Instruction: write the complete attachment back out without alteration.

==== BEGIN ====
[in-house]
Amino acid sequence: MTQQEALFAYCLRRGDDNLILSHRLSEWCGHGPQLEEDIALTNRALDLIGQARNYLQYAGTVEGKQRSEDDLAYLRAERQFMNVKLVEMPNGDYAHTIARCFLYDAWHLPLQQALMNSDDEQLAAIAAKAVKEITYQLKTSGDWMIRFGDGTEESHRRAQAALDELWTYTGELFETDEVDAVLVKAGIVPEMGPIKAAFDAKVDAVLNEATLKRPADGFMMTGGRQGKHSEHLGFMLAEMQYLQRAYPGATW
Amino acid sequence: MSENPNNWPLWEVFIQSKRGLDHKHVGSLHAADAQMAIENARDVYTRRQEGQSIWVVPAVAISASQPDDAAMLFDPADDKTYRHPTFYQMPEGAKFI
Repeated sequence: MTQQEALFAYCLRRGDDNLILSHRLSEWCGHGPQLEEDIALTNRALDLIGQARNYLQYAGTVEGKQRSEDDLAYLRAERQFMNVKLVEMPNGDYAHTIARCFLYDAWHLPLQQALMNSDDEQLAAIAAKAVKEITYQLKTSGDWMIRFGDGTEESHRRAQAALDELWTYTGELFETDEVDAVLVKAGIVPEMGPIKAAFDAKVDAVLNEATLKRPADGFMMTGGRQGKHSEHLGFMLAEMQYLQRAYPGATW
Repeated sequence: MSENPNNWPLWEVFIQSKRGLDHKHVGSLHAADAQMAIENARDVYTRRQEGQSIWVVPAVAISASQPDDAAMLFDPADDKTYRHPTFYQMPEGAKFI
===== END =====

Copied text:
[in-house]
Amino acid sequence: MTQQEALFAYCLRRGDDNLILSHRLSEWCGHGPQLEEDIALTNRALDLIGQARNYLQYAGTVEGKQRSEDDLAYLRAERQFMNVKLVEMPNGDYAHTIARCFLYDAWHLPLQQALMNSDDEQLAAIAAKAVKEITYQLKTSGDWMIRFGDGTEESHRRAQAALDELWTYTGELFETDEVDAVLVKAGIVPEMGPIKAAFDAKVDAVLNEATLKRPADGFMMTGGRQGKHSEHLGFMLAEMQYLQRAYPGATW
Amino acid sequence: MSENPNNWPLWEVFIQSKRGLDHKHVGSLHAADAQMAIENARDVYTRRQEGQSIWVVPAVAISASQPDDAAMLFDPADDKTYRHPTFYQMPEGAKFI
Repeated sequence: MTQQEALFAYCLRRGDDNLILSHRLSEWCGHGPQLEEDIALTNRALDLIGQARNYLQYAGTVEGKQRSEDDLAYLRAERQFMNVKLVEMPNGDYAHTIARCFLYDAWHLPLQQALMNSDDEQLAAIAAKAVKEITYQLKTSGDWMIRFGDGTEESHRRAQAALDELWTYTGELFETDEVDAVLVKAGIVPEMGPIKAAFDAKVDAVLNEATLKRPADGFMMTGGRQGKHSEHLGFMLAEMQYLQRAYPGATW
Repeated sequence: MSENPNNWPLWEVFIQSKRGLDHKHVGSLHAADAQMAIENARDVYTRRQEGQSIWVVPAVAISASQPDDAAMLFDPADDKTYRHPTFYQMPEGAKFI